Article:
CM(M)--1457/2019. Case: HEMANT KUMAR SINGHAL Vs. INDIAN OVERSEAS BANK & ANR. High Court of Delhi (India)

Case NumberCM(M)--1457/2019
Judgement DateDecember 10, 2019
CourtHigh Court of Delhi (India)


Date of decision: 10th December, 2019

+ CM(M) 1457/2019 and CM APPL. 44339/2019, 44340/2019 HEMANT KUMAR SINGHAL ..... Petitioner

Through: Mr. H.S. Gautam, Advocate (M: 9818203060).


INDIAN OVERSEAS BANK & ANR ..... Respondent Through: Mr. Prem Chhetri, Mr.

Kumar and Ms. Sebika Advocates (M: 7908547433).



Prathiba M. Singh, J(Oral)

  1. The Petitioner/Defendant No. 2 - Mr. Hemant Kumar (hereinafter „Defendant No.2) is aggrieved by the impugned order dated 17 August, 2019 passed by the ld. ADJ allowing the application under XVIII Rule 3 CPC for leading evidence in rebuttal and evidence witness.

  2. The Respondent No. 1/Plaintiff - Indian Overseas Bank ( „Bank‟) filed a suit for recovery of Rs.5,71,920/- along with interest Respondent No.2/Defendant No.1 - Mr. Praveen Kumar Jain who allegedly taken a loan vide application dated 2nd March, 2006 for a Rs.6 lakhs. The same was for the purpose of purchase of a car –

    It is the case of the Bank that the Defendant No.2 had stood guarantor the said loan and that both the Defendants are therefore jointly and seve liable.

  3. In the written statement, the case of Defendant No.2 was that taken a loan for purchase of a Honda City car in February, 2006 and

    fully repaid the loan by 2009. When he had sought a No Dues Certificat respect of the said loan, the same was not issued by the Bank.

    No.2 thereafter served notice dated 21st January, 2011 upon the Bank. reply to the said notice dated 21st February, 2011, it was alleged by the that Defendant No.2 had stood guarantor for the loan of Defendant which was denied by the Defendant No.2. The stand of Defendant No.2 was that Defendant No.1 may have produced forged signatures of No.2 and that he had never stood guarantor for any loan of Defendant N 4. The following issues were framed in the suit:

    “1. Whether the plaint is liable to be rejected under order 7 rule 11 of CPC? OPD.

  4. Whether the plaintiff is entitled for decree of recovery of the suit amount? OPP.

  5. Whether the plaintiff is entitled for pendentelite and future interest on decreetal amount? if so, at what rate? OPP.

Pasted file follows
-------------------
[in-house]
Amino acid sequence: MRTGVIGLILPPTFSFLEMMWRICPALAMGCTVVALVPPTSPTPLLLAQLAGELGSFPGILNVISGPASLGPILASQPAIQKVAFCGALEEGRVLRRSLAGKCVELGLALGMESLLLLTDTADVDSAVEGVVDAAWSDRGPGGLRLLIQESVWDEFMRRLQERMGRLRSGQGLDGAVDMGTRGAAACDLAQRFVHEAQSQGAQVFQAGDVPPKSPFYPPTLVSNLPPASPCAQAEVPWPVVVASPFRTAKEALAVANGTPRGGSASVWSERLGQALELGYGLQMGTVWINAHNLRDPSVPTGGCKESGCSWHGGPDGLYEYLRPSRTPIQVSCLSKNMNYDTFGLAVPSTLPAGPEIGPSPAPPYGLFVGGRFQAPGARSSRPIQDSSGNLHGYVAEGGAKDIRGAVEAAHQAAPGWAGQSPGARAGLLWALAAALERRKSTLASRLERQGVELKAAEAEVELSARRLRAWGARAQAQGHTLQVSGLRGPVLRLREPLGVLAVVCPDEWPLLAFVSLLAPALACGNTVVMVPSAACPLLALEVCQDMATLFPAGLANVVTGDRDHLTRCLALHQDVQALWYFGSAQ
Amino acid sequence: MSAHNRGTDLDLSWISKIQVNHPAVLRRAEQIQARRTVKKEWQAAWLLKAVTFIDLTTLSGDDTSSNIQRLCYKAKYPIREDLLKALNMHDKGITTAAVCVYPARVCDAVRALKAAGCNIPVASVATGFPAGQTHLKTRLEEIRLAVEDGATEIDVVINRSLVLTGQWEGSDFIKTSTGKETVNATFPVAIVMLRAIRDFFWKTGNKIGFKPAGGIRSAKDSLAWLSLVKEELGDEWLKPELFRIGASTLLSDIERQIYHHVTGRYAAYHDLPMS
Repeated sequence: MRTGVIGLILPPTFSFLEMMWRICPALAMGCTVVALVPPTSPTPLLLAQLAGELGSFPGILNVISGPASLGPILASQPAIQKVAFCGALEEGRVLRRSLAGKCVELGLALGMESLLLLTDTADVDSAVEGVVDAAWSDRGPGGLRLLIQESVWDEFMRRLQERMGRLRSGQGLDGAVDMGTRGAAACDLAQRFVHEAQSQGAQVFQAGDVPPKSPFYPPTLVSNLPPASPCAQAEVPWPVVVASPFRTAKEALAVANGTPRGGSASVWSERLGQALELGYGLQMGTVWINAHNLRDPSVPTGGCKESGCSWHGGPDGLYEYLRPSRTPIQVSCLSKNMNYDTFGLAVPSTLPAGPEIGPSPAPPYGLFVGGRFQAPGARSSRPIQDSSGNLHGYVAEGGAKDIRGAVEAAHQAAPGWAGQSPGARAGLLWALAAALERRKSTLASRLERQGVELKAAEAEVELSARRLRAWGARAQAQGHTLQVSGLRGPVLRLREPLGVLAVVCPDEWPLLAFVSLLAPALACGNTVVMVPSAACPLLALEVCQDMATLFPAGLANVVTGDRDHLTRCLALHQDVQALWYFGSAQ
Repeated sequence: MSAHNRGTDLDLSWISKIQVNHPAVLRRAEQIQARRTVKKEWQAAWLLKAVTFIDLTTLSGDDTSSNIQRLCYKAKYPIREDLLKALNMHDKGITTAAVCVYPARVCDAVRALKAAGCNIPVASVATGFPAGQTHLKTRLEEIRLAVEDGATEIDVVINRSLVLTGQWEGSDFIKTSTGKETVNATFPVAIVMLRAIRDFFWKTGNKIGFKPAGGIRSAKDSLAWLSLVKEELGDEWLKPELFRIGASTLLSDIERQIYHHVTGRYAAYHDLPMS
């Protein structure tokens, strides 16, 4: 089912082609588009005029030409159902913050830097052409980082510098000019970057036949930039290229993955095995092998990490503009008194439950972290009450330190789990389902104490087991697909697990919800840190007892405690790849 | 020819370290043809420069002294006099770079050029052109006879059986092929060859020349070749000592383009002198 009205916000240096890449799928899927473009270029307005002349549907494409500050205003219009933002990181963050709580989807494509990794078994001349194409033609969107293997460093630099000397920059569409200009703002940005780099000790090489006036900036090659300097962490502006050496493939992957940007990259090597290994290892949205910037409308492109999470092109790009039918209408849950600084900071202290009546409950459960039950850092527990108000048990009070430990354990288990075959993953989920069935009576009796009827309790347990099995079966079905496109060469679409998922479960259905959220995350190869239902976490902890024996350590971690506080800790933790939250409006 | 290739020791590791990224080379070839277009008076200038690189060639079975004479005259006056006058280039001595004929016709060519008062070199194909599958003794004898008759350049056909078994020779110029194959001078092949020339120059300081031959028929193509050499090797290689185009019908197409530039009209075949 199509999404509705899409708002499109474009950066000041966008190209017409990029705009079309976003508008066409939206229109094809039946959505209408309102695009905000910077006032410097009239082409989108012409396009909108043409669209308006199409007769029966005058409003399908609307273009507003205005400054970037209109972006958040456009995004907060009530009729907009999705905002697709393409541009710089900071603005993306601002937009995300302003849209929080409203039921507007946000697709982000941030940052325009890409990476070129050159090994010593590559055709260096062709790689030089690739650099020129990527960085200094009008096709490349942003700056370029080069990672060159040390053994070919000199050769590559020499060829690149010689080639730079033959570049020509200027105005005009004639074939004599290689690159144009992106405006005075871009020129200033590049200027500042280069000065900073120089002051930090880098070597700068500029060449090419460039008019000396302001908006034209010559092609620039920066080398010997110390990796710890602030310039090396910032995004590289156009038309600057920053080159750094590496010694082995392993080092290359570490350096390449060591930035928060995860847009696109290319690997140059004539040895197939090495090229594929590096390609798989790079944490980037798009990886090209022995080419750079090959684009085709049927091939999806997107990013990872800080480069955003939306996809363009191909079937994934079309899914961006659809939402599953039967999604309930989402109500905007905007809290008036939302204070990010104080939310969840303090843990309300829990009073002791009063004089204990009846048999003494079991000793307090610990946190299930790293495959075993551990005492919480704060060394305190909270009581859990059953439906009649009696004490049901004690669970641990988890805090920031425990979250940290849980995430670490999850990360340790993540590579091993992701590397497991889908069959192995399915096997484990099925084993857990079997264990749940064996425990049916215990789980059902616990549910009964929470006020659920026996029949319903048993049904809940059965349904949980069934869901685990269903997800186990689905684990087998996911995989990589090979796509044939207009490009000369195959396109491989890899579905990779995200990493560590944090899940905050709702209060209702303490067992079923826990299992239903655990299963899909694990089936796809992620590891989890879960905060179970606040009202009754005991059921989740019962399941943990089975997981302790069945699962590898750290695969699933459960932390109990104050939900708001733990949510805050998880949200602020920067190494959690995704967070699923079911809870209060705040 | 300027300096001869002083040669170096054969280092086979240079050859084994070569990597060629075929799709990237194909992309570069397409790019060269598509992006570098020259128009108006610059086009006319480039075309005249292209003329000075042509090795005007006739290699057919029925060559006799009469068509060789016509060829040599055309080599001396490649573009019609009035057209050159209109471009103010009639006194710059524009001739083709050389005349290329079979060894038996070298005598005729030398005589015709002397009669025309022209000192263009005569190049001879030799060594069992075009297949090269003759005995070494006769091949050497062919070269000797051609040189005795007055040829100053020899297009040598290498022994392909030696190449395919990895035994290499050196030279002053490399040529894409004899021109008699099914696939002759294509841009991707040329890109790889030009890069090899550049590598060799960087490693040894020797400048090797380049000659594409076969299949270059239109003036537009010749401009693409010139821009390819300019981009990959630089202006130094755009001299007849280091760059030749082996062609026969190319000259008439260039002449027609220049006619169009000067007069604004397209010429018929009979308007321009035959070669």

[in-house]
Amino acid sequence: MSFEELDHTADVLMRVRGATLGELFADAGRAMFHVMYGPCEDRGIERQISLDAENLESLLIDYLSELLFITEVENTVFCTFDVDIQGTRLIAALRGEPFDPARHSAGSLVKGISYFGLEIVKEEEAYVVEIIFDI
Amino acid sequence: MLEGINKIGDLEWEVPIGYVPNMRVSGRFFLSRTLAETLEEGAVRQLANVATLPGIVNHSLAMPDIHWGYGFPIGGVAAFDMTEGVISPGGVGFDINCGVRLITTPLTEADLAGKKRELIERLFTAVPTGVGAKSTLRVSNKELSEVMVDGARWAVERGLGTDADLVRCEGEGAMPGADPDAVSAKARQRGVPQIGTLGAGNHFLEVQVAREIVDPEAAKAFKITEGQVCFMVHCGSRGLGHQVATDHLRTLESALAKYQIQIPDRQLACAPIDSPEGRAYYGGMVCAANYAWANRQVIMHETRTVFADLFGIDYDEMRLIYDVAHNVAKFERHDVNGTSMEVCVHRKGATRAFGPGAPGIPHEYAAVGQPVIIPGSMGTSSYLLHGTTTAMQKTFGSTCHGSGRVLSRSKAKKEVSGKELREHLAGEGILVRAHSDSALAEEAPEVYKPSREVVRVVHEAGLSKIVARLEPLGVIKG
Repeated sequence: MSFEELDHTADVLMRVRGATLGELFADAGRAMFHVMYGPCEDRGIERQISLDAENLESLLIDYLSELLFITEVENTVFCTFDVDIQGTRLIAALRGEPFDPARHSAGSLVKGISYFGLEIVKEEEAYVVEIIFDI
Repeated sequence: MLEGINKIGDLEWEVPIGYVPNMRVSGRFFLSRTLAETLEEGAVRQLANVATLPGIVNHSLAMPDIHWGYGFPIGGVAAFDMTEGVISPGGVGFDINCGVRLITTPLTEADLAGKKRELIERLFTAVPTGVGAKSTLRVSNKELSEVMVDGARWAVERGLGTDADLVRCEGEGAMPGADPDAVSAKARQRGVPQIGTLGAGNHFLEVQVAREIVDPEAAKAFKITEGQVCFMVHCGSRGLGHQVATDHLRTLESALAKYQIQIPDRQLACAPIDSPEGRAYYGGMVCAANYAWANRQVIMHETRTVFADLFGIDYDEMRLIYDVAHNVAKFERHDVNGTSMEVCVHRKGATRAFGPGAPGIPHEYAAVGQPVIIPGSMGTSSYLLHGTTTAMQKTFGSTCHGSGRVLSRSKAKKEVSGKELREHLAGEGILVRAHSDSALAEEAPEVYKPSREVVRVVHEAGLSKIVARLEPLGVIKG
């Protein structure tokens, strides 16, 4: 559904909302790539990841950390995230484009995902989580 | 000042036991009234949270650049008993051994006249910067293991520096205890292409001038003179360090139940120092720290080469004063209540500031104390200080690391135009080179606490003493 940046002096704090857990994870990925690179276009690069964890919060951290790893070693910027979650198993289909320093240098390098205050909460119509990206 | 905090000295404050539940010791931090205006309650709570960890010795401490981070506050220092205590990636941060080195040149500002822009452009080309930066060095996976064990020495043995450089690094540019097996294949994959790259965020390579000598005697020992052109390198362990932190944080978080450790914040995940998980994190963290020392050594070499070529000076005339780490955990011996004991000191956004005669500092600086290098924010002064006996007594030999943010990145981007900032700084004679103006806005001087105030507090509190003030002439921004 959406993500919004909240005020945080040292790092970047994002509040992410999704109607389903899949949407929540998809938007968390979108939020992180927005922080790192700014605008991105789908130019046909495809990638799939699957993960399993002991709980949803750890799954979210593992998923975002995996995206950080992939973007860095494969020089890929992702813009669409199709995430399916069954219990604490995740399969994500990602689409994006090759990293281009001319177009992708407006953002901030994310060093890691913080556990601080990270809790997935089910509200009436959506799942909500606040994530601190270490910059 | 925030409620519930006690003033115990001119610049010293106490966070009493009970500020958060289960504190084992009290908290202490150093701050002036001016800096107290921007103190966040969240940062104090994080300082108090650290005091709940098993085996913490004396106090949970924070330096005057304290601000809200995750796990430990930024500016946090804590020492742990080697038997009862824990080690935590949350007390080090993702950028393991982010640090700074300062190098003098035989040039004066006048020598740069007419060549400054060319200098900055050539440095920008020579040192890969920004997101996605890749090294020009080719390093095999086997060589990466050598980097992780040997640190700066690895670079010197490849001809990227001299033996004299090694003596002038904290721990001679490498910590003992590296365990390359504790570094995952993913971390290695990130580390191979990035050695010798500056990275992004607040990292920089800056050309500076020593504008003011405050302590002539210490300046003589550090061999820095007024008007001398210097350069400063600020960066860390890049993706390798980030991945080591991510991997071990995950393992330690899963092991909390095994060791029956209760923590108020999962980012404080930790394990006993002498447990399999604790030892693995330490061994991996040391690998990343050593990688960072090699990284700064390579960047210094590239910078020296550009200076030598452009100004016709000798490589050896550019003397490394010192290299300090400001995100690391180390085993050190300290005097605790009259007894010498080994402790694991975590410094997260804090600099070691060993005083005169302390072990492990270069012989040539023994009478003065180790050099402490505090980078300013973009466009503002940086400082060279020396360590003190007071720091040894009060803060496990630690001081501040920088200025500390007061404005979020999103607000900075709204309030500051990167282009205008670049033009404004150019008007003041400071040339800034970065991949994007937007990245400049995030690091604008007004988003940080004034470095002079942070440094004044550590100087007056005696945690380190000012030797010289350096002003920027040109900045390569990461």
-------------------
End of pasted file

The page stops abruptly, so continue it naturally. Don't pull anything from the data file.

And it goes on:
6. Relief.”

  7. Defendant No.1 – the principal borrower, was proceeded ex the suit. The Bank led the evidence of its Senior Manager – Mr. Kumar Mehra, PW-1. Defendant No.2 thereafter led evidence. He appeared as DW-1 and he also led the evidence of handwriting expert DW-3. DW-2 was a witness who appeared from the Police Station who investigating the complaint of forgery. DW-3 – Deepak Jain, evidence, stated that he is a handwriting expert since 1990. He submitted report after comparing the signatures of Defendant No.2. DW-3 was cross-examined initially by the Bank. At that stage an application moved by the Bank seeking permission to cross-examine the said witness. In the said application, the Bank also sought permission to lead evidence

    rebuttal. The said application was rejected by the Trial Court vide dated 28th March, 2018. The said order reads as under:

    “Arguments heard on the applications of the plaintiff pending on record.

    In its application u/o 18 rule 17 CPC, the plaintiff is seeking opportunity to cross-examine DW2 Deepak Jain, the handwriting expert as the opportunity was closed on

    25.01.2017. Keeping in view the totality of the circumstances, one last opportunity is granted to the plaintiff to cross-examine DW2 Deepak Jain subject to costs of Rs.4,000/- payable to defendant No. 2 and the diet money shall also be paid by the plaintiff.

    In the remaining application u/o 18 Rule 3 CPC, the plaintiff is seeking to produce its own handwriting expert in rebuttal to the examination of DW2 Deepak Jain, handwriting expert by the defendant No. 2. The way plaintiff is trying to examine its own handwriting expert is not rebuttal evidence but is an endeavor to fill the lacunae of the case. The defendant No. 2 had always been defending the case on the ground that his signatures on the alleged loan documents were forged by defendant No. 1. Meaning thereby, it was always within the knowledge of the plaintiff that the defendant No. 2 is disputing his signatures whereby the plaintiff ought to have examine its own handwriting expert at the very first instance instead of waiting for an opportunity to fill the lacunae of the case once the defendant No. 2 has examined his own handwriting expert favouring his contentions. This sort of liberty cannot be granted whereby the application is dismissed.

    Issue fresh summons to the DW2 Deepak Jain as per the particulars on record on filing PF returnable for


  8. Thereafter, the Bank again moved an application for leading evidence which was permitted by the Trial Court by the impugned order.

  9. Ld. counsel for Defendant No.2 has submitted that the

    evidence by the Bank could not have been permitted as this very prayer the Bank was rejected vide order dated 28th March, 2018. The Ld. could not have taken a different...

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